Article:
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Appl. Sci. 2017, 7(10), 971; doi:10.3390/app7100971

A Comparison Study for Chloride-Binding Capacity between Alkali-Activated Fly Ash and Slag in the Use of Seawater

1
School of Urban and Environmental Engineering, Ulsan National Institute of Science and Technology (UNIST), Ulsan 44919, Korea
2
Department of Civil Engineering, Kyonggi University, Suwon 16227, Korea
*
Authors to whom correspondence should be addressed.
Received: 25 August 2017 / Revised: 15 September 2017 / Accepted: 19 September 2017 / Published: 22 September 2017
(This article belongs to the Section Chemistry)
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Abstract

This study aimed to investigate the chloride-binding capacity of alkali-activated fly ash (denoted as FSW) and slag (denoted as SSW) samples and their synthesized Cl-bearing phases, which are capable of binding and immobilizing chloride when seawater is used as the mixing water. This study also examined the progressive changes in the pore structures of the FSW and SSW samples over time. The results show that the SSW sample is significantly more effective in the uptake of chloride ions compared to the FSW sample at 28 days of curing. While the FSW sample forms Cl-bearing zeolites (Cl-chabazite and Cl-sodalite) (possibly with similar types of geopolymeric gels), the SSW sample synthesizes Cl-bearing, layered double hydroxides (LDH) (Cl-hydrocalumite and Cl-hydrotalcite). Although both samples involve Cl-binding phases, the FSW sample is likely to be less efficient because it largely produces zeolites (or similar geopolymeric gels) with no Cl-binding capability (i.e., zeolites X and Y). Meanwhile, the SSW sample produces Cl-bearing LDH phases as well as C-S-H(I), which can physically adsorb chloride. The SSW sample exhibits both pore-size refinement and porosity reduction over time, while the FSW sample only exhibits pore-size refinement. Therefore, the SSW system is more advantageous in the use of seawater because it more effectively prevents Cl ingression due to greater impermeability. View Full-Text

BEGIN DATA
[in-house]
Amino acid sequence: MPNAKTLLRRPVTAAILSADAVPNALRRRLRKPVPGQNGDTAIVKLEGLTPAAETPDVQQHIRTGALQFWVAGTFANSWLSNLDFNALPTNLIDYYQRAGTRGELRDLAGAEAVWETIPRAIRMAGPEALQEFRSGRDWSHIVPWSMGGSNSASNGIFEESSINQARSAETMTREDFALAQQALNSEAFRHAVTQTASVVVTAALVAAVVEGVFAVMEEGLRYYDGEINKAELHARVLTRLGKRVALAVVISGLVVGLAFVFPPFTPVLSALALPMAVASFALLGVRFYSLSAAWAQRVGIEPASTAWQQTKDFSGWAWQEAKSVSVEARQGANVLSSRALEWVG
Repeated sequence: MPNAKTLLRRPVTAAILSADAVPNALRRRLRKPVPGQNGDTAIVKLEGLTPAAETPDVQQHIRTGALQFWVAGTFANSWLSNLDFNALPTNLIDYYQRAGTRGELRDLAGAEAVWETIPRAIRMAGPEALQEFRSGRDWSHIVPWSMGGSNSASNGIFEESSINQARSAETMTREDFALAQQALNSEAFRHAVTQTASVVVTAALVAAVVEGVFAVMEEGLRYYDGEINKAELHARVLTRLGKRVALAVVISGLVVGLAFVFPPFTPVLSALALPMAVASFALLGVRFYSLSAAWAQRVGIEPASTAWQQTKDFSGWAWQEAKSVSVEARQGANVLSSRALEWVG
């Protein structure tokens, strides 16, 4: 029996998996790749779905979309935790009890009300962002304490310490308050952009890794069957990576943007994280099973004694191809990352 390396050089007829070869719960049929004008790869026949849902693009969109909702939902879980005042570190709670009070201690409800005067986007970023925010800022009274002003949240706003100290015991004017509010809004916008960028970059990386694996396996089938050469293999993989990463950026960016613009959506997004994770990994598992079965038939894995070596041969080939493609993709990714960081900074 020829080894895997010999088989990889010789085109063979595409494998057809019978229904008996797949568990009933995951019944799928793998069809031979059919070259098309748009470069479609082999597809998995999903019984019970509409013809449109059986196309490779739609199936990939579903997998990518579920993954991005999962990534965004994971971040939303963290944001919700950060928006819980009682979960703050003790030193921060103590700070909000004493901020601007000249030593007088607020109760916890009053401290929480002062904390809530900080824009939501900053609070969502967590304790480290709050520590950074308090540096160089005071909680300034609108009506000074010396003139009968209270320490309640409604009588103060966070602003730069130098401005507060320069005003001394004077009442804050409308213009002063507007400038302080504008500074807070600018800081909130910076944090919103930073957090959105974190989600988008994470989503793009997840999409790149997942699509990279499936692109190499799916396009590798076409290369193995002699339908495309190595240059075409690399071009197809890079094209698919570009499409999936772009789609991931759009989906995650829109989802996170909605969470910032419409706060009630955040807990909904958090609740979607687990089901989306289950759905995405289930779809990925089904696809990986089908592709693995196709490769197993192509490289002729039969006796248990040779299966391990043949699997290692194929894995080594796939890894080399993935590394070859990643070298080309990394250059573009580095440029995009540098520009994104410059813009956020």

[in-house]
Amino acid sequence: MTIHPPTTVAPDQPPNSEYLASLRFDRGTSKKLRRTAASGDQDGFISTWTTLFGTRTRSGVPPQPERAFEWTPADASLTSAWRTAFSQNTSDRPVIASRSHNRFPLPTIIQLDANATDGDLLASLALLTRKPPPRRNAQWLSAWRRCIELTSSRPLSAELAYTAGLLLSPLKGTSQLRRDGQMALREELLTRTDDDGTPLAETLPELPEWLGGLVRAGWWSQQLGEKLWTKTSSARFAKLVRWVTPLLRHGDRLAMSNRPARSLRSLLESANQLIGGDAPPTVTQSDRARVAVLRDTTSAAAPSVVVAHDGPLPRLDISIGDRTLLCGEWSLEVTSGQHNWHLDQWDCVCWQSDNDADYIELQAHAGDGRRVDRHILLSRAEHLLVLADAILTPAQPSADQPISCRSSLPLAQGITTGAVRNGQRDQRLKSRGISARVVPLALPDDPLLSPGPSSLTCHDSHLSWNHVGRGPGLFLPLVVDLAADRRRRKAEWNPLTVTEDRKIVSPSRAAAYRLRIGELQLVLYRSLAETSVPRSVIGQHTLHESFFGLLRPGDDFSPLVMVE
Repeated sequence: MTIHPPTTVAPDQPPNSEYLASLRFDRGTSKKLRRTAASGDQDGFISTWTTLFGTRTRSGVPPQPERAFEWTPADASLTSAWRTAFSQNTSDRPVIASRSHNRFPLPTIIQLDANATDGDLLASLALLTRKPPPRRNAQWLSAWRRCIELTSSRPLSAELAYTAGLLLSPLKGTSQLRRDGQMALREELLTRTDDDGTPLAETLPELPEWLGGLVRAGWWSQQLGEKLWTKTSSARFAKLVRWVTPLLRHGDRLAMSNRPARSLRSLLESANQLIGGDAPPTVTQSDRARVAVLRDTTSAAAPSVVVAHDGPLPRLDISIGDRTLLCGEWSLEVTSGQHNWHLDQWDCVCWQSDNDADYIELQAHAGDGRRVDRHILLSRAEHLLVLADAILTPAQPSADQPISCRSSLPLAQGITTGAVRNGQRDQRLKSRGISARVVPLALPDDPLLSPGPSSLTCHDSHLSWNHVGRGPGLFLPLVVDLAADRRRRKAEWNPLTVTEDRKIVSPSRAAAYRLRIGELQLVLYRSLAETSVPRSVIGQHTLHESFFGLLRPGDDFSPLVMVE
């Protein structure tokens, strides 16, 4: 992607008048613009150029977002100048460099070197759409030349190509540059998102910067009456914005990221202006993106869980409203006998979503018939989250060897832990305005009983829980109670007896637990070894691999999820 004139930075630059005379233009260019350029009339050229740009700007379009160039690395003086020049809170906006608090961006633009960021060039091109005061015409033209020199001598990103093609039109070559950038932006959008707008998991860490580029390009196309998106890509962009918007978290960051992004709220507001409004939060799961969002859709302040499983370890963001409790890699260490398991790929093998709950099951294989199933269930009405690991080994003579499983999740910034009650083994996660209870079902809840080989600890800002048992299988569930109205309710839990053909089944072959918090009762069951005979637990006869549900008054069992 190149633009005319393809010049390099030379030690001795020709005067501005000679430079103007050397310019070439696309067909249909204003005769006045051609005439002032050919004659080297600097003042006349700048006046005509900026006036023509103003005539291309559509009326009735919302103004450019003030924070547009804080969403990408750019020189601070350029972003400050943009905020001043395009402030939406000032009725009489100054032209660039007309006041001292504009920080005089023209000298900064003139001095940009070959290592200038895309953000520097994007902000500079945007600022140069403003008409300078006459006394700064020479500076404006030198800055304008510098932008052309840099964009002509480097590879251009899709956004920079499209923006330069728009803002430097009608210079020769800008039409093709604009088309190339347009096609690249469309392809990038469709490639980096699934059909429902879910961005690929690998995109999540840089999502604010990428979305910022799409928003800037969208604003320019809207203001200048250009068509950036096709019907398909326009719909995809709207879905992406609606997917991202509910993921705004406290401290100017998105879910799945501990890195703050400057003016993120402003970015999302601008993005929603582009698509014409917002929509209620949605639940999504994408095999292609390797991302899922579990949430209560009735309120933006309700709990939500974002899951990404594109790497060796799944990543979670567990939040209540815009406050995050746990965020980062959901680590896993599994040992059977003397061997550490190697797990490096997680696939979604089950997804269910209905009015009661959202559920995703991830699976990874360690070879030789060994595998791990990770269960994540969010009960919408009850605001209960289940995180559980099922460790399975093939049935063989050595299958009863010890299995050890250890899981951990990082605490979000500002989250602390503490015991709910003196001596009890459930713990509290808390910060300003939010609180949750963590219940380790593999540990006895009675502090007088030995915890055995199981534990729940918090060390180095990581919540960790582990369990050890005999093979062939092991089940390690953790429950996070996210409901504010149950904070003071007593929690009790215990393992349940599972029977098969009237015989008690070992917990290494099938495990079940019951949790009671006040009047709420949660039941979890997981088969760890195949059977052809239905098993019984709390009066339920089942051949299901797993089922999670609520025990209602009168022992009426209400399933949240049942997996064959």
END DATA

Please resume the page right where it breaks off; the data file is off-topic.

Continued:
Keywords: alkali-activated binders; fly ash; ground-granulated blast furnace slag (GGBFS); seawater; chloride; zeolite; layered double hydroxide alkali-activated binders; fly ash; ground-granulated blast furnace slag (GGBFS); seawater; chloride; zeolite; layered double hydroxide
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This is an open access article distributed under the Creative Commons Attribution License which permits unrestricted use, distribution, and reproduction in any medium, provided the original work is properly cited. (CC BY 4.0).

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MDPI and ACS Style

Jun, Y.; Yoon, S.; Oh, J.E. A Comparison Study for Chloride-Binding Capacity between Alkali-Activated Fly Ash and Slag in the Use of Seawater. Appl. Sci. 2017, 7, 971.

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